I just sent off my registration form for my first Highland Games competition. Why? Because it sounds fun and I’ve grown bored with a lot of my training. And I get to wear a kilt, which gives me a reason to do some direct calf work in hopes that my strong-but-thin legs won’t get me laughed off the field.
Payson, Utah, July. If you live around here you should probably come too. And throw the match so I don’t get last place. (I don’t really care about placing, but I do think you should come compete)
If you’re unfamiliar with the Highland Games, the events all involve throwing or heaving rocks, sheafs of hay, various weights on chains or poles, or cabers.
How often do you get to go to the store and buy a pitchfork for an athletic competition? Not often enough, that’s the answer.
Here are the events I’ll be training for and competing in:
These are just stone heaves. One is called the “open stone” and is pretty much the shot put with a rock. The open stone weight is 16-22 lbs. The other stone put is called the “Braemer stone” and weighs 20-26 lbs for men. You don’t get to run up to the line or spin for the Braemer.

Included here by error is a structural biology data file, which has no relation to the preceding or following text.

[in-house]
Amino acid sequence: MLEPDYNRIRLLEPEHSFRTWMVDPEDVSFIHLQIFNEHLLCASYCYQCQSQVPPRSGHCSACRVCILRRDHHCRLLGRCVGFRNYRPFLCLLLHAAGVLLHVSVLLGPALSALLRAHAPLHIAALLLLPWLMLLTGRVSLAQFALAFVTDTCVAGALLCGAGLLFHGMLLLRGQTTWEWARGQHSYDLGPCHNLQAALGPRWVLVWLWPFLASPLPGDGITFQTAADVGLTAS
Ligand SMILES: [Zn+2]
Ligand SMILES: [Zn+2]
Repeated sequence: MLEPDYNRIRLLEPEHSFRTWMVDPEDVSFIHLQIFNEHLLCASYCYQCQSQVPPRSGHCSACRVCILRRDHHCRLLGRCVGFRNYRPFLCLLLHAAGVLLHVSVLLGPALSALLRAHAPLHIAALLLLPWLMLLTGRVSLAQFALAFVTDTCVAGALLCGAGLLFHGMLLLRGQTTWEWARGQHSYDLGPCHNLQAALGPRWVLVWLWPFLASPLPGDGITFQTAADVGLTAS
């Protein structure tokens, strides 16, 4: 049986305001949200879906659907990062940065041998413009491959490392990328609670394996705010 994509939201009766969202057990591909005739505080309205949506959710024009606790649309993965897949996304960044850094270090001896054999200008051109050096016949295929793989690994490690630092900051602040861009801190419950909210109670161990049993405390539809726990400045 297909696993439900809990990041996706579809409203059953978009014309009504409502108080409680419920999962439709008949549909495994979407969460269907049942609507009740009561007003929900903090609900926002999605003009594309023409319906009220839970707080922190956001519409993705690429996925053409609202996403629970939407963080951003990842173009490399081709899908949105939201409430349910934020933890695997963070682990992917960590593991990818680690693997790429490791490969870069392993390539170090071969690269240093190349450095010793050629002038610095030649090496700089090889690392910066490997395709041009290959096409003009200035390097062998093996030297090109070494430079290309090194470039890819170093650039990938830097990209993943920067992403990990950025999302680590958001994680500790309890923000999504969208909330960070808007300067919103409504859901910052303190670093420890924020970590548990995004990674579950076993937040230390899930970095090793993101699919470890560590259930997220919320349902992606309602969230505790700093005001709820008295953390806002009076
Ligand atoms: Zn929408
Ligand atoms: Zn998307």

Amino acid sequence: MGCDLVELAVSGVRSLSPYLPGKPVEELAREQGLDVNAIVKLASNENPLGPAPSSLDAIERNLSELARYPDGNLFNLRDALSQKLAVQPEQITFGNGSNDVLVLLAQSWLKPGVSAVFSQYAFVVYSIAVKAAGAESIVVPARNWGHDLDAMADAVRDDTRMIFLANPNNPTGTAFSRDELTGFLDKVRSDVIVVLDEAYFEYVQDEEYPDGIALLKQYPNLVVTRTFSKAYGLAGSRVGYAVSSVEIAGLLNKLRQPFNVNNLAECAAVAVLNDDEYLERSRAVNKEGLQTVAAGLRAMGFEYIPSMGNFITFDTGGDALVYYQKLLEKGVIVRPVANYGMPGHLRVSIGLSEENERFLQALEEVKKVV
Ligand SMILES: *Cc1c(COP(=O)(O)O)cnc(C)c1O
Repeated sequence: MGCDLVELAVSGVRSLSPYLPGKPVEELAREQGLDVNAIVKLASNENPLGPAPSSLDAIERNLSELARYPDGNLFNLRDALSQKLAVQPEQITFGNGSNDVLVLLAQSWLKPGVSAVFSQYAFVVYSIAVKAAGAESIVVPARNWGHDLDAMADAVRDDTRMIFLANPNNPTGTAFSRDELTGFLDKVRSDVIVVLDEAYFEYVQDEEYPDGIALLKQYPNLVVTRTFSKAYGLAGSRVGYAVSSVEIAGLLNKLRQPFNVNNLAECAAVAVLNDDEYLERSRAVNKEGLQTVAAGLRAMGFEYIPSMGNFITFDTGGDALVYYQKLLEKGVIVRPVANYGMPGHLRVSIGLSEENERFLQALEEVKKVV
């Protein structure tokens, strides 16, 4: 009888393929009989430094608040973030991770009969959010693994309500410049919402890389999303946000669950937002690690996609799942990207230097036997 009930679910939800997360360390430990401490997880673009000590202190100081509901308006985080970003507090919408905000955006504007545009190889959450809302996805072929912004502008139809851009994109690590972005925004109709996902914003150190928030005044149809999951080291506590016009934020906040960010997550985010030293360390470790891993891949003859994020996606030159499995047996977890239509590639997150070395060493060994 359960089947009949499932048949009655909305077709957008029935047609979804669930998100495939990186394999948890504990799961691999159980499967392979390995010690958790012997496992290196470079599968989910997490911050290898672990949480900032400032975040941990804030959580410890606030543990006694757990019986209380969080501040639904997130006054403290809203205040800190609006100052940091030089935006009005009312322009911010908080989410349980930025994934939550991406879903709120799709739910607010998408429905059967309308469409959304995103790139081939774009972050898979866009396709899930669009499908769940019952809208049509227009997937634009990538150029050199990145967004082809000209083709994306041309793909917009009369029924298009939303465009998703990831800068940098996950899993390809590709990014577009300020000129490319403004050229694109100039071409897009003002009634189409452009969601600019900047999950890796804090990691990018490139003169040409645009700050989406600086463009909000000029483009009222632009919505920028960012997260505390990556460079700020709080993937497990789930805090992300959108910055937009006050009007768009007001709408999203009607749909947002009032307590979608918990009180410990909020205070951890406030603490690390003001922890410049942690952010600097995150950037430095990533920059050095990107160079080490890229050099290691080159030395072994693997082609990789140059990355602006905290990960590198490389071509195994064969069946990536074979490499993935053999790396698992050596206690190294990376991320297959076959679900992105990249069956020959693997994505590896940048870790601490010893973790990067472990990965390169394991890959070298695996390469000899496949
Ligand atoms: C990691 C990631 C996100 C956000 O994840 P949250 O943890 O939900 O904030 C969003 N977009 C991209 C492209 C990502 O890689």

Throwing weight for distance
There’s a light and a heavy weight. 28 lbs and 56 lbs. You throw the weight with one hand as far as you can, with lots of swinging and grunting. The end.
Hammer throw, light and heavy
Here’s a video:
Throwing a bag of hay with a pitchfork, for height. Throw it the highest and you win.
The one everyone seems to have heard of.
The goal is not to throw it the farthest, but to tip it end over and and have it land as near to the 12 o’clock position as possible.
Weight for height
One-handed weight toss for height. Everyone throws over a pole. Then the pole gets higher. Whoever throws the highest wins.
I’m very excited for this. As I start training specifics (probably tonight), I’ll write about how it’s going and what I’m learning. I suspect that there’s a lot more technique to all of this than I realize. should be interesting.
Then I’ll be competing again in Spokane in August.